Because Manchester is deemed the “masterpiece of the Industrial Revolution and at the same time the mainspring of all the workers’ movement,” Engels utilizes clear descriptions with specific word choices and vivid delineations of the “classic home of English industry” to reveal the dissonance in the social realms of England (1567). Emphasizing the overpopulation of people and the limited size of the land, Engels delineates the working class distracts of Manchester as having houses that are “dirty, old, and tumble-down,” following a “policy of cramming as many houses as possible onto such spaces,” so “that today not an inch of space remains between the houses and any further building is now physically impossible” (1568-69). Engels also illustrates the lack of hygiene as “filth and garbage abounded” and dirty water is the only available means of washing. On the other hand, Engels paints a picture of the evolution of the modern system of manufacture with emphasis on the word “replace.” In a pattern of the new replacing the old, the “water and steam power first replaced hand machines;” “the power-loom and the self-acting mule replaced the old hand-loom and spinning wheel” (1567). Therefore, although technological developments have shaped England into an industry of modernity and efficiency in the clear portrayals of replacements, Engels does not allow his readers to stray from the image of degradation into which the working classes sink to. As factories and cities are created, Londoners are forced to be packed into tiny spaces, consequentially leading to the brutal indifference with which they ignore their neighbors and selfishly concentrate upon their private effects” (1566). Therefore, even in Engels’ account of Manchester through imagery is there separation. Manchester is not only the “heart of industry in the United Kingdom,” but it also symbolizes a society of forced class relations (1567). As a result of creating corporate buildings and living spaces, street pavements and bridges, overpopulation and overcrowding of people and material object become a severe consequence.
Lastly, by analyzing the clear-cut distinctions and separations in not only the geography of Manchester and the social classes through its language of paradox, but also the structure of the work, Engels shows that there is separation amongst the developments that are thought to unify differences. Juxtaposing the upper class with the proletariat, Engels reveals through the geographical setting, the upper class as living in “luxurious and comfortable dwellings which are linked to the center of Manchester by omnibuses…[and] can travel from their houses to their places of business in the center of the towns by the shortest routes, which run entirely through working-class districts” (1568). Not only is there a lack of convergence between the various social classes, but there is also a clear division of space in the geographical structure of the city. Similarly, playing with the language of paradox, Engel writes “the strongest of all, a tiny group of capitalists, monopolize everything, while the weakest, who are in the vast majority, succumb to the most abject poverty” (1566). How come the majority can overrule and/or overthrow the minority? While Manchester is indeed a “great town,” it is a place where one finds “the most barbarous indifference and selfish egotism “and “the most distressing scenes of misery and poverty” (1566). Not only has the Industrial Revolution led to a geographical construction that ostracizes the slums from the country side, but it has also created a social order in which class warfare is prevalent and inextinguishable.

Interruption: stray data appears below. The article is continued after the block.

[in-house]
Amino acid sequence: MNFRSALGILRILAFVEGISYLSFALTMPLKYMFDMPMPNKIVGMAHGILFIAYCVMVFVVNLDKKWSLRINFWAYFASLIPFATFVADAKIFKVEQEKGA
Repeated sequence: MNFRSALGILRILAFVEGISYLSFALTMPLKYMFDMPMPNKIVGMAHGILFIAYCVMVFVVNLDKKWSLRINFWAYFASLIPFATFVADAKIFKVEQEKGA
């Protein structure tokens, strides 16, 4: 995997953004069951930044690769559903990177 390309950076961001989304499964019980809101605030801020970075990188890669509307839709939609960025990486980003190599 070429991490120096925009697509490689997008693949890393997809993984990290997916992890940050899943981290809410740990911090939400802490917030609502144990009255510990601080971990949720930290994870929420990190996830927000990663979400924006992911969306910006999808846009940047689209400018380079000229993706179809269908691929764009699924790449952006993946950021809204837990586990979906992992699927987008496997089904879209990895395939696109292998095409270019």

Ultimately, the structure of Engels’ work is unique in how it is laid out. Engels never seems to interlace the rich and the poor together in one paragraph, but rather writes in separated paragraphs descriptions of each class. For example, Engels lays out the structure and details of the wealthy aristocrats residing in the countryside in one paragraph, but introduces the proletariat in a separate paragraph, beginning with “I will now give a description of the working-class districts of Manchester” (1568). The clear separation of form, geography, and class structure shows that even though necessary progress and advancements have been made in a rapidly growing country, social conflicts and divisions have been created, the working-class have suffered tremendously through their toils and hardships. In the end, the comforts and luxuries of industry is solely associated and experienced by the gentry, but these privileges come at the cost of the working-class and an even more divided country.
By examining the various rhetorical devices and formal elements utilized in Frederic Engels’s writing, The Conditions of the Working Class of England, one can see the binary effects created by the Industrial Revolution. The Industrial Revolution, marked by new developments and advancements in technology and machinery, strengthened the society as a whole in commerce and economics, but ultimately shattered the lives of the working-class. Written in the perspective of a person traveling through the streets of London, one can only see the price paid for the magnificence of the city if he endures a visit to the slums. Everything has a price: “The inhabitants of modern London have had to sacrifice so much that is best in human nature in order to create the wonders of civilization with which their city teems” (1566).